Open Biology is celebrating five years of publishing high impact open access biology at the molecular and cellular level. As we commemorate this milestone, we take a look back at the journal's achievments over the past five years.
We would like to thank our authors, referees, Editorial Board members, and readers for their unwavering support over the past five years. We look forward to continuing the journey with you!
To celebrate Open Biology turning five years old, our editors each highlight the story of a paper that has had a significant impact on cell biology research. The selected papers represent many of the subject areas covered by the journal.
Labile disulfide bonds are common at the leucocyte cell surface - Clive Metcalfe, Peter Cresswell, Laura Ciaccia, Benjamin Thomas and A. Neil Barclay (2011)
Inside a protein, disulfide bonds contribute to structural integrity, whereas at the surface they can influence molecular function by being ‘redox-labile’. Metcalfe et al developed a proteomics-based method, with which they systematically screened the surface proteins of leukocytes for the presence of such labile disulfide bonds. This method is a valuable addition to the immunologist’s tool-box.
PINK1 is activated by mitochondrial membrane potential depolarization and stimulates Parkin E3 ligase activity by phosphorylating Serine 65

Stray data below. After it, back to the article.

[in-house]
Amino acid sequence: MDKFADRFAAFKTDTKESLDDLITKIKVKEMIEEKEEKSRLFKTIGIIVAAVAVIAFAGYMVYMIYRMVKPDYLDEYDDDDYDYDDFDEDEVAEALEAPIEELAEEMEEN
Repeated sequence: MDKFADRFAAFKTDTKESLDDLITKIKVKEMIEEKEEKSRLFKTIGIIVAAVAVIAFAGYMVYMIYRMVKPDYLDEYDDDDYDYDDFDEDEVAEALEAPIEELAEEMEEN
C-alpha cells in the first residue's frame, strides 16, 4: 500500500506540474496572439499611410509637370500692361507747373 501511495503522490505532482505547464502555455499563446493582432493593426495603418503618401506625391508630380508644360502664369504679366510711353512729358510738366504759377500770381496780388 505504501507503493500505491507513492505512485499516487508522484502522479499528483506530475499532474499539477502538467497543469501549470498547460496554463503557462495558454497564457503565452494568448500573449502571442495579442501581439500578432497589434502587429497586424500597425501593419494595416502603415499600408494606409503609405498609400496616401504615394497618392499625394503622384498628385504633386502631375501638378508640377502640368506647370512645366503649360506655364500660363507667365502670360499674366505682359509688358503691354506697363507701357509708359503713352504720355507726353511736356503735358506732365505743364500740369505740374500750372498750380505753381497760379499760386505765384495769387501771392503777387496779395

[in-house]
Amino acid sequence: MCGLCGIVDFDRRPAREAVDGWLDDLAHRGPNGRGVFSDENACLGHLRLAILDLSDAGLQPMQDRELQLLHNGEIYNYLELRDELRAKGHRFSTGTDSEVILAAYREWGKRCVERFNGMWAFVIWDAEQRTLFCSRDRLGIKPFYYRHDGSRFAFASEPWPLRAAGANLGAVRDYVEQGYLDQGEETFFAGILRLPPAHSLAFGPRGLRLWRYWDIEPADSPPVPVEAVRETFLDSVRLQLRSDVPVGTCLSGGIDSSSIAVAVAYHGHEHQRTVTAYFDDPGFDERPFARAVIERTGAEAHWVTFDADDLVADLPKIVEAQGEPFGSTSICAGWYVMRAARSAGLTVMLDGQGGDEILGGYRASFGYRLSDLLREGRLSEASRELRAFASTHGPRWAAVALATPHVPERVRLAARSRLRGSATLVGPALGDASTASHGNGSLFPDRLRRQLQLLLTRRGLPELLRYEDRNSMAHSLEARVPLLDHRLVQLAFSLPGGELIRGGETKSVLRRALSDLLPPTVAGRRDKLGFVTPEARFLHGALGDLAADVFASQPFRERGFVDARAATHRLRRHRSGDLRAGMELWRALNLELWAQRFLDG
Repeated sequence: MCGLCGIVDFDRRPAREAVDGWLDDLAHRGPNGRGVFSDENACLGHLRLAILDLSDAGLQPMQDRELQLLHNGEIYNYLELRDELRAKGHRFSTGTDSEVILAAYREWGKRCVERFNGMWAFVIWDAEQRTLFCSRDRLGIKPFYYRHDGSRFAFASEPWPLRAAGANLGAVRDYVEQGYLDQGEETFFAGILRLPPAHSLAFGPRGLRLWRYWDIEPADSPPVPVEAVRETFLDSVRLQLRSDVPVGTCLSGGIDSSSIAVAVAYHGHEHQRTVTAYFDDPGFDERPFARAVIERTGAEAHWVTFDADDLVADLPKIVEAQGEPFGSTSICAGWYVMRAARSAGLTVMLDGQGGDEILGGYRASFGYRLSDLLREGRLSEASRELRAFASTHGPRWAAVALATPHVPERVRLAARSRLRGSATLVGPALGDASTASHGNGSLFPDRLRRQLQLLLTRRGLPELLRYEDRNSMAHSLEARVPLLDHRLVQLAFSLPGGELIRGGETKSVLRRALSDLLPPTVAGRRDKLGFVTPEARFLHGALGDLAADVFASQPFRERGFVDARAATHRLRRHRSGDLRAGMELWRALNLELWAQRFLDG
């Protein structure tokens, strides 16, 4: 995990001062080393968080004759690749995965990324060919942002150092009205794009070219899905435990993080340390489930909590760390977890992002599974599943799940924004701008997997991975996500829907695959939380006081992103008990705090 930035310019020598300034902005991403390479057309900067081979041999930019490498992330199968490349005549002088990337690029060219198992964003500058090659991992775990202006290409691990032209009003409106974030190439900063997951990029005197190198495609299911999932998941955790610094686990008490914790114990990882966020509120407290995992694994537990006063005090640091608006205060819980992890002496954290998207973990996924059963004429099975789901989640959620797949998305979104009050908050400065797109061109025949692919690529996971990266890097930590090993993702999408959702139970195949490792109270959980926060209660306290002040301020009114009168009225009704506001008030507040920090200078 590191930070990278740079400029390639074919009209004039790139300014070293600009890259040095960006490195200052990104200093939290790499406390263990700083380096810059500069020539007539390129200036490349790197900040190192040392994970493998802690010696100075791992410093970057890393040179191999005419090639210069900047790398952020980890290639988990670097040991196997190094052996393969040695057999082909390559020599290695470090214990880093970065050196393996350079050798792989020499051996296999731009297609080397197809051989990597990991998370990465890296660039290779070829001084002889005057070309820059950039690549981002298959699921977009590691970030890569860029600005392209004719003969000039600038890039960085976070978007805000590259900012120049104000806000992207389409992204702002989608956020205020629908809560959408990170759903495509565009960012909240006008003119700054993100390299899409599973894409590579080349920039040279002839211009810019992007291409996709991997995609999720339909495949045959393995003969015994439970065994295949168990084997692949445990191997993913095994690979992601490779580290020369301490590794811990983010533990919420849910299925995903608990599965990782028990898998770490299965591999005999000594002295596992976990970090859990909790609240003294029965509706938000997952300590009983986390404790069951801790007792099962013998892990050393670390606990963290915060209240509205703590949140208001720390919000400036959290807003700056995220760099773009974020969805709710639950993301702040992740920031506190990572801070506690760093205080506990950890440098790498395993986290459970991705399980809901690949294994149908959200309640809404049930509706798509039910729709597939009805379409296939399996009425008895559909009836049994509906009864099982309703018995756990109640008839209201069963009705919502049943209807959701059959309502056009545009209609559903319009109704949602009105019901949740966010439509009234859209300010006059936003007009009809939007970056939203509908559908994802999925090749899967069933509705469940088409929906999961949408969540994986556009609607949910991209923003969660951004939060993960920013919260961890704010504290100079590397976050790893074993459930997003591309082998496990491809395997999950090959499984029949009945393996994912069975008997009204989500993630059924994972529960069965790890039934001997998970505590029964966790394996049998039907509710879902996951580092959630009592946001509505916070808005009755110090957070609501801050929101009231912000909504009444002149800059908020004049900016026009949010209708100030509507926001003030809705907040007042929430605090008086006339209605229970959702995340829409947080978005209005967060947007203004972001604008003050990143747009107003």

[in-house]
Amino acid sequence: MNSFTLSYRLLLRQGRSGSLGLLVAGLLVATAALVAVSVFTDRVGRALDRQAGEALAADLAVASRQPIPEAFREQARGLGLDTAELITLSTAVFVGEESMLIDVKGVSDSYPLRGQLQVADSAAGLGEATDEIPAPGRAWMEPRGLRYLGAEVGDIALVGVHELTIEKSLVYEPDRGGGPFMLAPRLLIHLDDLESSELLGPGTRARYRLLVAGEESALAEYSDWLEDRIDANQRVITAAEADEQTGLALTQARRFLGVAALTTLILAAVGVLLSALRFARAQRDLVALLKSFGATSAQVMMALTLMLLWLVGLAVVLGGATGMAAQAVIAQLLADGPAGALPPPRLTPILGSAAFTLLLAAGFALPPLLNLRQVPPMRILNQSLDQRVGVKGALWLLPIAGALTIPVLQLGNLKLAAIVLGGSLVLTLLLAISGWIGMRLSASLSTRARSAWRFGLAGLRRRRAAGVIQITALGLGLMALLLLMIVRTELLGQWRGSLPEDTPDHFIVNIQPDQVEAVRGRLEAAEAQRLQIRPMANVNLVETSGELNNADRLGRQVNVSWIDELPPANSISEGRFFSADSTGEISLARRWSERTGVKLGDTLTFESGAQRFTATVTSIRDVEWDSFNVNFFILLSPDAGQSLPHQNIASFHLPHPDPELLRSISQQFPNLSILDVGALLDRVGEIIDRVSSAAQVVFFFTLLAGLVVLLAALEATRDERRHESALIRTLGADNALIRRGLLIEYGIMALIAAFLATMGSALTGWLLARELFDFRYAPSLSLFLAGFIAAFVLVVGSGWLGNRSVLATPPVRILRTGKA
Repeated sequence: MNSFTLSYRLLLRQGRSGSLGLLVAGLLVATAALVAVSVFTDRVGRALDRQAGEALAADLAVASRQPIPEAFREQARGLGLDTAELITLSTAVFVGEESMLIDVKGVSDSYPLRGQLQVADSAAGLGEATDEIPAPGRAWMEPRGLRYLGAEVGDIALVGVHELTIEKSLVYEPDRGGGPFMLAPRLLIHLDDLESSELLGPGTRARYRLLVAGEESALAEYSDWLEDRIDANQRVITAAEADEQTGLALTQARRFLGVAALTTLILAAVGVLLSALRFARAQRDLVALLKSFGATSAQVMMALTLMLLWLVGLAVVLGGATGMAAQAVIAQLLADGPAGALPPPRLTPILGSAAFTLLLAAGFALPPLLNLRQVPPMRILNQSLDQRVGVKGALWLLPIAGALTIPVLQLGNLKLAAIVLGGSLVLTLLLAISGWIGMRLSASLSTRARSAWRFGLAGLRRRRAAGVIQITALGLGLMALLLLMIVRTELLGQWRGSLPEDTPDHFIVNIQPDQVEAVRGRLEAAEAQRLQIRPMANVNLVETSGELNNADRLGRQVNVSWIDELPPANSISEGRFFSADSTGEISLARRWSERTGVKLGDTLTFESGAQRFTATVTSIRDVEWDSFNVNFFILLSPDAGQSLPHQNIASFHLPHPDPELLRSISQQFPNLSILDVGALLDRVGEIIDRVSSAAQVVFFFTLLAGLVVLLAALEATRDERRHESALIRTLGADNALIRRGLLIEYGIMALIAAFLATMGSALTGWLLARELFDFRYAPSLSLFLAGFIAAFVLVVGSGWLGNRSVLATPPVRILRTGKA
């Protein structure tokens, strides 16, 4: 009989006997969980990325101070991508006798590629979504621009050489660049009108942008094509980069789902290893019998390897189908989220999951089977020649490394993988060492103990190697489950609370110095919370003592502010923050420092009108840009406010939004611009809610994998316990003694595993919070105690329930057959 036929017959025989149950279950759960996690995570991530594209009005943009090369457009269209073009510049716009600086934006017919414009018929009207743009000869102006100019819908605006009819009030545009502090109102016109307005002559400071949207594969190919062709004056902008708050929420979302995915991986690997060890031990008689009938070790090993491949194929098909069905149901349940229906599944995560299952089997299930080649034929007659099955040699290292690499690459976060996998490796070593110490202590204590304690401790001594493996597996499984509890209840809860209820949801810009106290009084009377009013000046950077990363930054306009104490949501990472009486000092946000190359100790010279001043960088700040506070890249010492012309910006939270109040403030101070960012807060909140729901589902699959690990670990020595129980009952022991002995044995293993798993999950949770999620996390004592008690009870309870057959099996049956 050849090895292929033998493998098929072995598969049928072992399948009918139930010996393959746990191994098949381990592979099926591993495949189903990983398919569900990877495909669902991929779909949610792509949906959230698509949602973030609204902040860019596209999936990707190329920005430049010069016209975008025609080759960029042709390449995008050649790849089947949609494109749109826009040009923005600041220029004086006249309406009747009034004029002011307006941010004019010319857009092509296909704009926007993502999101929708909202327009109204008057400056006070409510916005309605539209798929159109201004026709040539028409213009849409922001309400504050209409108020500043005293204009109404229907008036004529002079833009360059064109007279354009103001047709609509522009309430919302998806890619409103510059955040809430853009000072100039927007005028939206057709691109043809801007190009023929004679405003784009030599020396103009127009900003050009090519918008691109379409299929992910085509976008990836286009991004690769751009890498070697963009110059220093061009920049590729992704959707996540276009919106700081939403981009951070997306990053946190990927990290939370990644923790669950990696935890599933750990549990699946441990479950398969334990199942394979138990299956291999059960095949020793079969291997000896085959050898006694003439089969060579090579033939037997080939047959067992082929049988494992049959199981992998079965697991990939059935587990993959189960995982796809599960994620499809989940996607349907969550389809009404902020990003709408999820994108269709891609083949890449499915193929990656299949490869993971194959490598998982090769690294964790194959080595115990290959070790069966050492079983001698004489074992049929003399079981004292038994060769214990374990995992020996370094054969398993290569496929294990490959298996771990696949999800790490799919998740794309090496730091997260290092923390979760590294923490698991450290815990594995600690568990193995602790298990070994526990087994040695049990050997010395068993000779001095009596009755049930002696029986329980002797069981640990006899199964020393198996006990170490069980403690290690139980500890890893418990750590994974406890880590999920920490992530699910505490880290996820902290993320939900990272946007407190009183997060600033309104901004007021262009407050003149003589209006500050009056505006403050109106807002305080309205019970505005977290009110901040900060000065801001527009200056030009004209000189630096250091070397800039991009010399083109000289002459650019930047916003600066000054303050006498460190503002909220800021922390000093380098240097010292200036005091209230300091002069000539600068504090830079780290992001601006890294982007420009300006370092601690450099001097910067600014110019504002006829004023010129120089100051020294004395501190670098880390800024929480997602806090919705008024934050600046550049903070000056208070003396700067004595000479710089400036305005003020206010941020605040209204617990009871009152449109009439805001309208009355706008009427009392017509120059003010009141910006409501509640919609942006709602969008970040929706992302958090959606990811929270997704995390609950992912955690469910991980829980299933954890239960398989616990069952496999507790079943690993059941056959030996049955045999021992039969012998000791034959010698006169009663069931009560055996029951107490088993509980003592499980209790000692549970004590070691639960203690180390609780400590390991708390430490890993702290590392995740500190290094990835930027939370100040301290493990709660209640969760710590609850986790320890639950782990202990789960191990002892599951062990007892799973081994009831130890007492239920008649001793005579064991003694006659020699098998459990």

Chandana Kondapalli, Agne Kazlauskaite, Ning Zhang, Helen I. Woodroof, David G. Campbell, Robert Gourlay, Lynn Burchell, Helen Walden, Thomas J. Macartney, Maria Deak, Axel Knebel, Dario R. Alessi and Miratul M. K. Muqit (2012)
In recent years several genes have been found to cause Parkinson’s disease but the function of these genes is still under question. This article describes the discovery of the function and target for the one of these genes called PINK1. PINK1 is a special enzyme called a kinase and the authors found that it targets another Parkinson’s linked protein called Parkin. The findings reveal that PINK1 switches on the function of Parkin and suggests that failure to switch Parkin on leads to Parkinson’s disease. The work importantly indicated that designing drugs to switch Parkin on may have the potential to treat Parkinson’s disease patients.
TRPC3 and TRPC6 are essential for normal mechanotransduction in subsets of sensory neurons and cochlear hair cells - Kathryn Quick, Jing Zhao, Niels Eijkelkamp, John E. Linley, Francois Rugiero, James J. Cox, Ramin Raouf, Martine Gringhuis, Jane E. Sexton, Joel Abramowitz, Ruth Taylor, Andy Forge, Jonathan Ashmore, Nerissa Kirkwood, Corné J. Kros, Guy P. Richardson, Marc Freichel, Veit Flockerzi, Lutz Birnbaumer, John N. Wood (2012)
When the channel proteins, TRPC3 and TRP6, are genetically knocked out, mice lose touch sensitivity in the skin and the ability to detect high frequency sound in the cochlear. The paper by Quick et al showed that re-expression of these same two proteins causes the cells to become mechanosensitive indicating that these two proteins transduce mechanical pressure in both touch sensation and hearing. This study makes the link, for the first time, that common proteins underlie touch and hearing.